A project by Alfredo Pirri
Curated by Benedetta Carpi De Resmini e Ludovico Pratesi

11 April 2017, MACRO Testaccio, Rome

The first anthological exhibition dedicated to Alfredo Pirri held at the Macro Testaccio represents the final stage of the project I pesci non portano fucili. The title of the project was chosen by Pirri himself as a homage to Invasion, written by Philip K. Dick, in which the author imagines a society as disarmed and fluid as the sea. An open space in which to immerse and re-emerge, giving shape to multiform events. The project is proposed as a possible new model of cultural network, in which each institution involved is autonomous but at the same time in dialogue with the others.

As the curator Benedetta Carpi de Resmini explains: “Alfredo Pirri has experimented with multiple expressive languages, ranging from painting to sculpture, from video to performance. But it is above all his conception of the space-time relationship that presents itself to the spectator as a palingenesis: a new vision of reality and the city. The architectural space is thus transformed into a support-canvas on which Pirri “paints” voids and solids, lights and shadows, in a meditated metamorphosis that enhances its chromatic, conceptual and symbolic values”.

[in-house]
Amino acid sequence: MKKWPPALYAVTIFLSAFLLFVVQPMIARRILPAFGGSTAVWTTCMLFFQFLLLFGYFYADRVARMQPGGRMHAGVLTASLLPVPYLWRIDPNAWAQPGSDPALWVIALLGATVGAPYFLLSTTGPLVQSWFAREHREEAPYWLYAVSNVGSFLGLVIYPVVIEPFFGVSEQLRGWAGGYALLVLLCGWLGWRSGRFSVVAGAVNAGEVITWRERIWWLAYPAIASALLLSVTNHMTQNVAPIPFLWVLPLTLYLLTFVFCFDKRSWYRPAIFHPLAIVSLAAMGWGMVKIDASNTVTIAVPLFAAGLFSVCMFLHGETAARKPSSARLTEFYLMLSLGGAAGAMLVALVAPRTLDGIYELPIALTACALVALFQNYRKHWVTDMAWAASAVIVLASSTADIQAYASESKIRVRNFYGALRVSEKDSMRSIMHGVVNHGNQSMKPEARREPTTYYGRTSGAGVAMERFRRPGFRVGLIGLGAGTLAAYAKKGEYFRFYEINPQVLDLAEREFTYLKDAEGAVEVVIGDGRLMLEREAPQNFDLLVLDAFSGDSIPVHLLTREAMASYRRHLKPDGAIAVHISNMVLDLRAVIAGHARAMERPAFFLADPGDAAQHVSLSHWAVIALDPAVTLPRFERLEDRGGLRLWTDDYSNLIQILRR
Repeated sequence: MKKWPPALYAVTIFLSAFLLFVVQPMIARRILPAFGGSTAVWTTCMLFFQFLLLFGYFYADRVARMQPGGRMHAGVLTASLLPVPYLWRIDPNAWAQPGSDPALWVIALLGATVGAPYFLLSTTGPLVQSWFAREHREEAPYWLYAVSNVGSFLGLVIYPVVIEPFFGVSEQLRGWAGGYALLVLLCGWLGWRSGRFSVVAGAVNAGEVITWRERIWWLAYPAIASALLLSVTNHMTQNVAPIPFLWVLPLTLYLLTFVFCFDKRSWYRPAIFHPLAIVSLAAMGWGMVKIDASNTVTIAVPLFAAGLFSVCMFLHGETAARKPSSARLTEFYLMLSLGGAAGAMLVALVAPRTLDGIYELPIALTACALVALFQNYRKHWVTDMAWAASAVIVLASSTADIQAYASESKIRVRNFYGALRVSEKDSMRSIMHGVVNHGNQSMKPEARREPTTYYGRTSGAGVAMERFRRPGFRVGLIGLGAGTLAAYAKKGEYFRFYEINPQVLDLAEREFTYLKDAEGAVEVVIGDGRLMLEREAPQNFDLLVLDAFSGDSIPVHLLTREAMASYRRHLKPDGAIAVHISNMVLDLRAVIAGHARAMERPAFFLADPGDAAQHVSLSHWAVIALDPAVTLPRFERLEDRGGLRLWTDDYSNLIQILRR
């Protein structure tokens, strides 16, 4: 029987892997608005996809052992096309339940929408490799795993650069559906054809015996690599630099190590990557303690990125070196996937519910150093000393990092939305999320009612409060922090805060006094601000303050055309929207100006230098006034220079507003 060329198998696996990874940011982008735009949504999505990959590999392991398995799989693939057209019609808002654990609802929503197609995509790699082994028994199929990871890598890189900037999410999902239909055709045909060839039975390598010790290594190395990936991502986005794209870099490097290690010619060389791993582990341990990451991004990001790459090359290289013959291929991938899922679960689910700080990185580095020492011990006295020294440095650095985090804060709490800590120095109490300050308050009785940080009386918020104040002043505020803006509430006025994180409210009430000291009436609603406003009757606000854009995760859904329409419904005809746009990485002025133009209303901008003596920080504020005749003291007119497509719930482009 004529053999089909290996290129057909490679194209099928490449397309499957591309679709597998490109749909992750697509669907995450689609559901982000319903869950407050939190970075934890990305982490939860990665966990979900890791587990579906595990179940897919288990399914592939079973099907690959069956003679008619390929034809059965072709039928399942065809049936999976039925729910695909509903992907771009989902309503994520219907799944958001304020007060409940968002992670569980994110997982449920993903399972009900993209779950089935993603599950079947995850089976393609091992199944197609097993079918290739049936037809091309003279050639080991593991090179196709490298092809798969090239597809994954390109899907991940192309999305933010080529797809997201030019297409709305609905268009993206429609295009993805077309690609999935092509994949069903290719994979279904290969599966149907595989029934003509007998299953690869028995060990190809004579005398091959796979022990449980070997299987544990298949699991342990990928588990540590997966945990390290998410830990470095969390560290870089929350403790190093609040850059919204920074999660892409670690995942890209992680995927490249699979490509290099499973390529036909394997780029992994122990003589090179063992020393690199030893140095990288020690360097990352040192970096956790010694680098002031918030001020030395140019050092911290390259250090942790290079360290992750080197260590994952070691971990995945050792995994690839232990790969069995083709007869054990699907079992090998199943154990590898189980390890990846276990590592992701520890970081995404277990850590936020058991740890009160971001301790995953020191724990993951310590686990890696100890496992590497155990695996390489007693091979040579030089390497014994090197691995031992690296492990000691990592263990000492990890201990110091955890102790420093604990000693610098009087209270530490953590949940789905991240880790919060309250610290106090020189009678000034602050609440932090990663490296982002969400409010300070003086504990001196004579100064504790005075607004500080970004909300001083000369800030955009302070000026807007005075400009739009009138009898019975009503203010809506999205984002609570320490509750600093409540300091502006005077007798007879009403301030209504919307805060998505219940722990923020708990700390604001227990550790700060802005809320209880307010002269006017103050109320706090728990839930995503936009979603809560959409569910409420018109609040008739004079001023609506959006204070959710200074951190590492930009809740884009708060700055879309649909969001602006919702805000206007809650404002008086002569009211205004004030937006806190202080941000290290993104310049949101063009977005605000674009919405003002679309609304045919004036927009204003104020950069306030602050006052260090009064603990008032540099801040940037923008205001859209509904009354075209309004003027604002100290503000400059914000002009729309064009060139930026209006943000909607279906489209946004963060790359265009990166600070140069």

The exhibition i pesci non portano fucili brings together 50 of the most significant works created by the artist throughout his career, emphasising the rhythmic alternation of fluidity and fixity.  Indeed, the sudden changes in technique become an allegory of a mental time marked by the distinctive elements of the artist’s research: space, colour and light.

The artist deals with the theme of the city, as an urban agglomeration but also as a place of sharing, through a reworking of architectural space, here divided into two parts. Thus, acting as a link between the two sections, the work Passi takes on the value of a threshold. In fact, it is a site-specific installation consisting of floors of mirrors that shatter under the steps of the artist and the observer. The work thus triggers deformed narratives that promote a dialectical dialogue with the surrounding space, its nature and history.